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Home Business Opinion: Snap stock has lost the one thing it had going for it

Opinion: Snap stock has lost the one thing it had going for it

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Snap Inc.’s life as a high-growth young tech stock is over, and its rivals are about to show how much of that change is about Snapchat.

“From our recent conversations with our partners, it seems like advertising demand hasn’t really improved, but it hasn’t gotten significantly worse either,” Snap co-founder and Chief Executive Evan Spiegel told analysts in response to a question about headwinds and the broader macro-economy.

Brand advertising, one of Snap’s biggest revenue streams, was “significantly reduced” in the quarter and ad partners “are just managing their spend very cautiously so that they can react quickly to any changes in the environment,” Spiegel added. He also noted that Snap’s direct response business grew in the quarter.

Shares of Snap tumbled 15% in after-hours trading, while both Meta

and Google parent Alphabet


slipped but then slightly recovered. The entire internet sector has been under a triple whammy from Apple Inc.’s

privacy changes to iOS, competition from TikTok and advertisers looking to cut their spending.

Snapchat’s ad business could be especially ill-suited to the current environment, though. LightShed Partners analyst Rich Greenfeld contends that Spiegel’s comments about direct response ads actually bodes well for Meta, which he believes will show its earnings power this year as Snap and others struggle.

Spiegel was out in front of his rivals in laying off employees, announcing a 20% cut last summer that is effectively complete. Now, as revenue growth grinds to a decline, Spiegel is focusing on any profit metric he can find — after managing an adjusted net income through the magic of stock compensation in back-to-back years, he believes he has “a path to adjusted-Ebitda break-even in Q1” despite the revenue decline.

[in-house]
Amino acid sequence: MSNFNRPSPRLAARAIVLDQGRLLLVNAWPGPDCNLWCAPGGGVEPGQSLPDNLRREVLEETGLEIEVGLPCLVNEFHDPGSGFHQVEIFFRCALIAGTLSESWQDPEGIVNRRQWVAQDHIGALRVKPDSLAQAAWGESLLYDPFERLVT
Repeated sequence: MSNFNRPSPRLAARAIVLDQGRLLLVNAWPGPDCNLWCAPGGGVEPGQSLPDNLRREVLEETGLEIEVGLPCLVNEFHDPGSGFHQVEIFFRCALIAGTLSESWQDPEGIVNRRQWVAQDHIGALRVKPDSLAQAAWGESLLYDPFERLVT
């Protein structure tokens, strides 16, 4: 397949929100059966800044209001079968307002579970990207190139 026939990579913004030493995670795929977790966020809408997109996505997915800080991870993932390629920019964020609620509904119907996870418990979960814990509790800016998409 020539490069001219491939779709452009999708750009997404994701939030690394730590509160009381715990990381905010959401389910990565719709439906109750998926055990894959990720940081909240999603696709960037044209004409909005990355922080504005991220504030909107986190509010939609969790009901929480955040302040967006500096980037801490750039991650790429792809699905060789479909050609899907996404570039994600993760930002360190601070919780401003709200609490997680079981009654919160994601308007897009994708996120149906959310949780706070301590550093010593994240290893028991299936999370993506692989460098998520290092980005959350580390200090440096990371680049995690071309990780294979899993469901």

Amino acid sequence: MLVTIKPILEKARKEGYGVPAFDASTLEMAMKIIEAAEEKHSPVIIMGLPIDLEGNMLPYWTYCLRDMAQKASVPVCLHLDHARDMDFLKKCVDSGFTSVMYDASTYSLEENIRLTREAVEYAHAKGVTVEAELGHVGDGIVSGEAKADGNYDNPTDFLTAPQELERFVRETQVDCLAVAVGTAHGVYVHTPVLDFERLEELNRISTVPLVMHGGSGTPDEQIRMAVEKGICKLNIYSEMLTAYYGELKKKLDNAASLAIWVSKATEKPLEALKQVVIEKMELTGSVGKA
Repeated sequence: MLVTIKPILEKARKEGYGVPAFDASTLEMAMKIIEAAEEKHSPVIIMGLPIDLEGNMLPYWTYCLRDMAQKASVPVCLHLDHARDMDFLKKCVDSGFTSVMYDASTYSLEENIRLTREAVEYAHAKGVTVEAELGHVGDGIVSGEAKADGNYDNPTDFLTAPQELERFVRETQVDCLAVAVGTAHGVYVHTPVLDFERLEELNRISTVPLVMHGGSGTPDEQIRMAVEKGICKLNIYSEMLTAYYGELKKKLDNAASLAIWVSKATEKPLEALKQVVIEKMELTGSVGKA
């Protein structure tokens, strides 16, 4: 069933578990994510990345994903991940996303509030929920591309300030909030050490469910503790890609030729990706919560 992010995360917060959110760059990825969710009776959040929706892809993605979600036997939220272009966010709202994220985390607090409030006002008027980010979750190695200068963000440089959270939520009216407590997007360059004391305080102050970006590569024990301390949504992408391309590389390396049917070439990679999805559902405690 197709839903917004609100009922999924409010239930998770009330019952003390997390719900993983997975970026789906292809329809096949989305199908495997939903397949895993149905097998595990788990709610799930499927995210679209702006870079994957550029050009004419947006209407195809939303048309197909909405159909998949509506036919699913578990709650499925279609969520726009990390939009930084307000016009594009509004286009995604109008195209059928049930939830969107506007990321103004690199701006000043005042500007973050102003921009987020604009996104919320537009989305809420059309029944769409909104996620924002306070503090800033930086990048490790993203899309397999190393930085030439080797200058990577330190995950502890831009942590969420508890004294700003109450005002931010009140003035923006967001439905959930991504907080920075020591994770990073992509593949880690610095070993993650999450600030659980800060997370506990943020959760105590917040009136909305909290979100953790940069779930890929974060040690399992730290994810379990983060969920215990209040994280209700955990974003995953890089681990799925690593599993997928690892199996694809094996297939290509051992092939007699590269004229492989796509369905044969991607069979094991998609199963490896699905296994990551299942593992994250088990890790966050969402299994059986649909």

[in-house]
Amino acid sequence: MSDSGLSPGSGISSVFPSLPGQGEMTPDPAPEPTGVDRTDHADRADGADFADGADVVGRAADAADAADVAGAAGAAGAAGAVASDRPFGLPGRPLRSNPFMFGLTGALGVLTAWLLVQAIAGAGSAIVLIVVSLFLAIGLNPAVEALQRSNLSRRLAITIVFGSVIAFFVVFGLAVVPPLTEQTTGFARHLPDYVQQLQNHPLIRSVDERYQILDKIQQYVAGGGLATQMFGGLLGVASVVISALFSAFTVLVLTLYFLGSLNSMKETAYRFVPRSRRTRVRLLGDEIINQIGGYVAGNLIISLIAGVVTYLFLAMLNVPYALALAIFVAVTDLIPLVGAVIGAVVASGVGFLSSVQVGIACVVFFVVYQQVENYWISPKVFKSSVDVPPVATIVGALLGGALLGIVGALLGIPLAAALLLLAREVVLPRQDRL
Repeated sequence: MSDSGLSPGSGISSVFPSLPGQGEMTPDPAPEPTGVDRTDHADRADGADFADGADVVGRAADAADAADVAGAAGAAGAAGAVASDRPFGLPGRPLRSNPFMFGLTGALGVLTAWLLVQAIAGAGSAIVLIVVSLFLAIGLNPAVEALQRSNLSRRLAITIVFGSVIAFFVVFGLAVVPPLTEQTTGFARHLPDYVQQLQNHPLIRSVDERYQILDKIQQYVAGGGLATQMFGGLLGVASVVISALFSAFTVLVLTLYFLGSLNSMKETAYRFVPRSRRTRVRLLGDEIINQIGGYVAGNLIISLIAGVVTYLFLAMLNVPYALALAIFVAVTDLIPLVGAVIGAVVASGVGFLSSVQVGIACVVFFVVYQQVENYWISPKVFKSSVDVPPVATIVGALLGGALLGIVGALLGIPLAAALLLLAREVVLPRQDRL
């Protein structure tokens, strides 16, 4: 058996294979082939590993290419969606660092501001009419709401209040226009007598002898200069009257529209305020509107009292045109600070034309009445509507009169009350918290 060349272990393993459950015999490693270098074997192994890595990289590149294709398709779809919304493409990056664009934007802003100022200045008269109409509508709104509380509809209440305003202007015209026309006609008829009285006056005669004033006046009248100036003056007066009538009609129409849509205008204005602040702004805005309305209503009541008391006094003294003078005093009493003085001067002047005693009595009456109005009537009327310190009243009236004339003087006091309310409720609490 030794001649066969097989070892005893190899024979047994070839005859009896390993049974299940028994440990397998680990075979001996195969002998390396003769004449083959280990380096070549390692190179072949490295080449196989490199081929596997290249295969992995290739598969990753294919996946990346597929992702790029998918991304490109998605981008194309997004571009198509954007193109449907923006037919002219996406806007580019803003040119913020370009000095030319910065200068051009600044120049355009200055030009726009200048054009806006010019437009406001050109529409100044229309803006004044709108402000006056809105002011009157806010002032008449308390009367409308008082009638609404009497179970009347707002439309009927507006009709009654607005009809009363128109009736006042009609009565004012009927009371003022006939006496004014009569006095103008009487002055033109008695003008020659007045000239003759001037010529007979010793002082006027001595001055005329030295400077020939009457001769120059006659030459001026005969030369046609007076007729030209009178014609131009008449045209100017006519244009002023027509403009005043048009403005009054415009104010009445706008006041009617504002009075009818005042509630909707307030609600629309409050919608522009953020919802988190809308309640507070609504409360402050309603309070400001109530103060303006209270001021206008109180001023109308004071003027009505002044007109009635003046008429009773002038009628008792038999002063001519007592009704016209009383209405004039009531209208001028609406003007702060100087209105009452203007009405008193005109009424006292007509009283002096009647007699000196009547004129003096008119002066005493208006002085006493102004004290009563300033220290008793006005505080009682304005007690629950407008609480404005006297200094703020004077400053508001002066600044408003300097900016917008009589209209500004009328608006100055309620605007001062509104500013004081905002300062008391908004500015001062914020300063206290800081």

Snap finished 2022 with negative free cash flow, though. Google and Facebook are about to drop a lot of cash and earnings on the table with their reports this week, even with revenue-growth concerns. That will show just how big a gap exists with Snap, which will have a lot harder time dealing with TikTok and the rest of the industry’s issues, especially while predicting sequential user growth of roughly 2%.

“It seems that growth is something that investors will be asking about more than seeing, at least over the nearer term,”  Scott Kessler, an analyst with Third Bridge, wrote in an email about Snap.

With no growth adding to no voting rights for investors and only fake profits, there is little to like about Snap shares, which are headed back for single digits after selling for $17 in the IPO and touching $80 in 2021. Judgment on the online-ad industry should wait for the bigger players to report.

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